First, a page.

As I am sure you are aware, on Friday, September 20, 2013, the House of Representatives passed a continuing resolution (CR) to fund the federal government until 2015 minus funding for the Patient Protection & Affordable Health Care Act (PPAHCA).
What you may not be aware of (but soon will be) is that the decision to remove appropriations for the PPAHCA under the CR that raises the debt ceiling was not a fight that Republican leadership in the House wanted to wage. The decision to risk a government shutdown over the defunding of the health care law came directly from crowds of people in their districts on both sides of the aisle.
Why? I’ll give you four very good reasons:
- Because the PPAHCA has proven problematic for businesses who have responded to its passage by cutting back on employment, hours, and benefits, which is stifling economic recovery.
- Because the PPAHCA empowers Health & Human Services to mandate to physicians and insurance companies what medical questions to ask, what tests to suggest be performed, and what treatments to offer patients.
- Because the PPAHCA gave birth to the federal data services hub: an ominous, unsecure network that stores all kinds of personal data that is shared among various federal departments.
- Because the PPAHCA excludes members of Congress and their staffs, who for some reason, acknowledge that good wages and benefits are important variables in gaining and retaining good help in the public sector but reject the notion that the private sector works the same way.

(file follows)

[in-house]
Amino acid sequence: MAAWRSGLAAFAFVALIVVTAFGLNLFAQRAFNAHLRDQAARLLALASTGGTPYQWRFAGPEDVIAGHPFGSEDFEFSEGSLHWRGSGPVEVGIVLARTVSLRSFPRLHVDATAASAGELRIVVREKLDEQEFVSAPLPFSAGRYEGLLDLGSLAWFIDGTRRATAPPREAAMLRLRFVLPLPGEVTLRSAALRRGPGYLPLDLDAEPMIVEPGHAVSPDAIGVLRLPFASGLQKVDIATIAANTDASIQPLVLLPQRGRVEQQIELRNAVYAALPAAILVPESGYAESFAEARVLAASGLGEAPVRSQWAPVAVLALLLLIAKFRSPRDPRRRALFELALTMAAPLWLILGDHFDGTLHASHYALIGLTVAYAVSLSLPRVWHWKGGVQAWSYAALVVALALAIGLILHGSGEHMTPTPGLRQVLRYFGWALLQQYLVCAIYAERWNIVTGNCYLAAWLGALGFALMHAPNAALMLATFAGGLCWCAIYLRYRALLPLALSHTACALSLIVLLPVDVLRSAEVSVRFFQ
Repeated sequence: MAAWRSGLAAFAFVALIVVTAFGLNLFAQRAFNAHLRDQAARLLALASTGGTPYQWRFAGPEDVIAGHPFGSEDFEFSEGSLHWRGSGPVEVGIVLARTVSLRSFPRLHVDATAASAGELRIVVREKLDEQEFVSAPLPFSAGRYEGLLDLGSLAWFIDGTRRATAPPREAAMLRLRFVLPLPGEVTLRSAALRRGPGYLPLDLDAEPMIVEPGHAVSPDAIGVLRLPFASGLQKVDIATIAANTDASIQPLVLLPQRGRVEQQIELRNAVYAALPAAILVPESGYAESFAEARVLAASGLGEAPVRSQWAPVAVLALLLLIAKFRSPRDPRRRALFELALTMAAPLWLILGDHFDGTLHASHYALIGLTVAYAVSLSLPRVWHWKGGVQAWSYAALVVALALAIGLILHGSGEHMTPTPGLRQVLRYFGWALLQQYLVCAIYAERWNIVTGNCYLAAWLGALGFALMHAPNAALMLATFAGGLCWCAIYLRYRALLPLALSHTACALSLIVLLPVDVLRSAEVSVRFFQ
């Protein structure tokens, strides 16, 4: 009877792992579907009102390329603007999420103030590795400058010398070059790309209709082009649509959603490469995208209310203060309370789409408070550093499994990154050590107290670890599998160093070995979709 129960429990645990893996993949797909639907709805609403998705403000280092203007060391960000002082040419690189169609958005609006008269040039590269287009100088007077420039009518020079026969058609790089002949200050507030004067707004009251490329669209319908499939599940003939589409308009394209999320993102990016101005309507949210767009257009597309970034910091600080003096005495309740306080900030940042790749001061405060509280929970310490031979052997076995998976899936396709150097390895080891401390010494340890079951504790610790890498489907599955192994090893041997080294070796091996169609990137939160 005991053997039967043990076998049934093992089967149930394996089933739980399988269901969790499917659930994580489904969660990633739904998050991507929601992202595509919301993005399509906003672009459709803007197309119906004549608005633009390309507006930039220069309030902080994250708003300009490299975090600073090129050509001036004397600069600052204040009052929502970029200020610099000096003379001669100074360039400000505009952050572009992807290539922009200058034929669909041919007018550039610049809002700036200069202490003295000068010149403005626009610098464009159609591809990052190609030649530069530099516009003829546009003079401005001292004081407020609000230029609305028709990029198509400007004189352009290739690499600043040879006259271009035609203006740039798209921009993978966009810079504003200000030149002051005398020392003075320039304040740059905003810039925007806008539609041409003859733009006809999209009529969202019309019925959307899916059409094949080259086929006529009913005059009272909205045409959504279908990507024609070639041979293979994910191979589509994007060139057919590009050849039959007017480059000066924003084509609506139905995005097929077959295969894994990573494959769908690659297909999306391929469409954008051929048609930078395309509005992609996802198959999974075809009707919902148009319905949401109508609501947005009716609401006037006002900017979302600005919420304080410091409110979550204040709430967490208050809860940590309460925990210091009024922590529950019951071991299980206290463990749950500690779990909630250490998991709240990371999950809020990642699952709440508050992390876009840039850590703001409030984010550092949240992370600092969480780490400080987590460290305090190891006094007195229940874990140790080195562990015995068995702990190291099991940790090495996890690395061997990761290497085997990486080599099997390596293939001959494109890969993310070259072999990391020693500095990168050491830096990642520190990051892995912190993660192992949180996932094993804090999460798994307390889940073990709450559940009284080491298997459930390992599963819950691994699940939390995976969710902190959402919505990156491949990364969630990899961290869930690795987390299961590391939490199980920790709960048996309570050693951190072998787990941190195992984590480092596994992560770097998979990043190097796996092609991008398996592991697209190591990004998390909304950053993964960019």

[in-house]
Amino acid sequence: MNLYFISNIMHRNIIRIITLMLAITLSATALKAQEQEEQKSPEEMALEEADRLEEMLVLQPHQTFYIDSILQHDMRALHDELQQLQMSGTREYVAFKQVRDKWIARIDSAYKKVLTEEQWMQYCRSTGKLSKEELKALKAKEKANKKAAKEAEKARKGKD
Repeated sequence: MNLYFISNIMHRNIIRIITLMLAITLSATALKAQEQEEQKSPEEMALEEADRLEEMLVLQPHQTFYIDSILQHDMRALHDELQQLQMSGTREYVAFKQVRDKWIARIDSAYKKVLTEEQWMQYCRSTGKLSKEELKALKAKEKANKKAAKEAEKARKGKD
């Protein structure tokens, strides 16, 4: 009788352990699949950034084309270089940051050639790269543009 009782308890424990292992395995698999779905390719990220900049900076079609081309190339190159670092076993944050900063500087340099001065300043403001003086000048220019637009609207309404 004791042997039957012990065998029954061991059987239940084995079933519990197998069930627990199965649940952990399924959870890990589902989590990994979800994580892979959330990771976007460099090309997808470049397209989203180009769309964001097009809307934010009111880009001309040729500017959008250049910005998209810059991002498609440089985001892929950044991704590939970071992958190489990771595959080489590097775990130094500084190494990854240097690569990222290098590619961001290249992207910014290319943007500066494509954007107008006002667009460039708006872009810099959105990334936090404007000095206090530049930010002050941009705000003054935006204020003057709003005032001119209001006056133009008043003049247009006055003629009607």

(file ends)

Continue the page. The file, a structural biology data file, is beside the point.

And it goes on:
I would like to remind you both that the PPAHCA, a revenue generating bill, illegally originated in YOUR chamber of Congress. It has been YOUR chamber of Congress that has repeatedly rejected attempts to repeal the law, it has been YOUR chamber of Congress that has continually refused to replace the law with non-intrusive, market-driven health care reforms, and it will be YOUR chamber of Congress that suffers the wrath of the growing number of Americans who are realizing that the health care law does not function as advertised.
I strongly urge you to refrain from telling stories of how mandatory spending cuts are not a regular part of the annual appropriations process or offer up bills that simply delay the implementation of the individual mandate without removing funding for the rest of it. We have seen the damage the PPAHCA has wrought on personal choice, privacy, and the economy; we know that Congress has control of the nation’s purse strings; we know that Congress, routinely, makes policy statements during annual budget negotiations; and we know that you have the power to force the president into, reluctantly, conceding his position on the PPAHCA by leaving him alone to defend it.